Eight things we learnt from Dame Sharon’s memo

The Daily Telegraph - Business - - Business - Si­mon Foy

1. Empty stores to be­come hous­ing: with­out doubt the most strik­ing as­pect of the memo was the idea to turn va­cant depart­ment stores into mixed-use af­ford­able hous­ing, with John Lewis as land­lord. As the part­ner­ship eyes cuts to its shop estate, Dame Sharon said it wants to “put ex­cess space to good so­cial use”.

2. Two ar­eas Dame Sharon flagged for growth were the com­pany’s hor­ti­cul­ture and financial ser­vices di­vi­sions. John Lewis al­ready runs the Leck­ford Estate in Hamp­shire, which has a farm shop and plant nurs­ery.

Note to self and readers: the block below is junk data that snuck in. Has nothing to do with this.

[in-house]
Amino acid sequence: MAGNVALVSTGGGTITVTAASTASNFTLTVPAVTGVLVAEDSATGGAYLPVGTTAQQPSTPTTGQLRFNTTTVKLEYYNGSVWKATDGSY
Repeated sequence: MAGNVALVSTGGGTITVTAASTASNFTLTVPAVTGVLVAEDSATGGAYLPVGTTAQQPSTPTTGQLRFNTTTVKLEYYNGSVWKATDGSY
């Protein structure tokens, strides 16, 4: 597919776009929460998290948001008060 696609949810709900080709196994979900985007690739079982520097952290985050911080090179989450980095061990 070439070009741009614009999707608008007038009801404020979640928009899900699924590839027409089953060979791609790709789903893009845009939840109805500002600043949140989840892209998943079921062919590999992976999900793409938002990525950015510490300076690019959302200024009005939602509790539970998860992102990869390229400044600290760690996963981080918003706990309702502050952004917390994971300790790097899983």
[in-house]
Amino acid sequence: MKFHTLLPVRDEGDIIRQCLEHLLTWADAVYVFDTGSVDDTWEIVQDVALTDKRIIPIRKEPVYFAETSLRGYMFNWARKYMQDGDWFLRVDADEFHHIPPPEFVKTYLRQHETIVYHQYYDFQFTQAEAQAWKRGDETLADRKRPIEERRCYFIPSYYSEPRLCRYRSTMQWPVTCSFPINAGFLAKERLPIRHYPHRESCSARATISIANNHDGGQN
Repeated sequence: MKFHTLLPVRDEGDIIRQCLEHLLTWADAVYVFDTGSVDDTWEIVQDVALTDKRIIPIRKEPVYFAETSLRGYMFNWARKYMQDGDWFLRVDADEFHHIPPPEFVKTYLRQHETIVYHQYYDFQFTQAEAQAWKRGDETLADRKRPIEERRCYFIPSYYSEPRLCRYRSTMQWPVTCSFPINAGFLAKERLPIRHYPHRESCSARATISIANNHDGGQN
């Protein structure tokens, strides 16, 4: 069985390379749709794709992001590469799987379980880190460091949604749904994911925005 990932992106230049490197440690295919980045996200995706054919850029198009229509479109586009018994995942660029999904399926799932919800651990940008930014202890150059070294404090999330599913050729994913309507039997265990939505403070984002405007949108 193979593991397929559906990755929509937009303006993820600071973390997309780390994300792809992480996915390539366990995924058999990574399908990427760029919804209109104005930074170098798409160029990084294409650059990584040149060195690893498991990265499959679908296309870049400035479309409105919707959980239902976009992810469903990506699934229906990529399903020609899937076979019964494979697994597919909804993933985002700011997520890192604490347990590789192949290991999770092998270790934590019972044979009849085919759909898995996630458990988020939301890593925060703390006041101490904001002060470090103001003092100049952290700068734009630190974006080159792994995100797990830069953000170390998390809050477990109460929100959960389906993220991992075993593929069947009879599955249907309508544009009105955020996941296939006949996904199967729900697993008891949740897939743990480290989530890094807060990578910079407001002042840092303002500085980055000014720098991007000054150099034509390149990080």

3. John Lewis ex­pects on­line sales to ac­count for 60pc of rev­enues post-Covid. Stores will “sup­port on­line” and fo­cus on show­cas­ing goods avail­able on the web.

4. The part­ner­ship still plans to push ahead with the re­view of its long-stand­ing price pledge, “Never Know­ingly Un­der­sold”.

5. John Lewis will still stay true to its “tra­di­tional strengths” with a new fo­cus on home and nurs­ery prod­ucts.

6. With a re­newed fo­cus on the en­vi­ron­ment, Dame Sharon said clearer in­for­ma­tion about the ori­gins of prod­ucts and sup­ply chains will be given to help cus­tomers shop “sus­tain­ably”.

7. John Lewis prod­ucts will be made avail­able in Waitrose stores, in­clud­ing home­ware. John Lewis is also con­sid­er­ing “cre­at­ing a mar­ket-lead­ing chan­nel for rental of our prod­ucts, or build­ing a mar­ket­place to sell ‘used’ prod­ucts”.

8. New Waitrose stores will be opened where there is strong de­mand.

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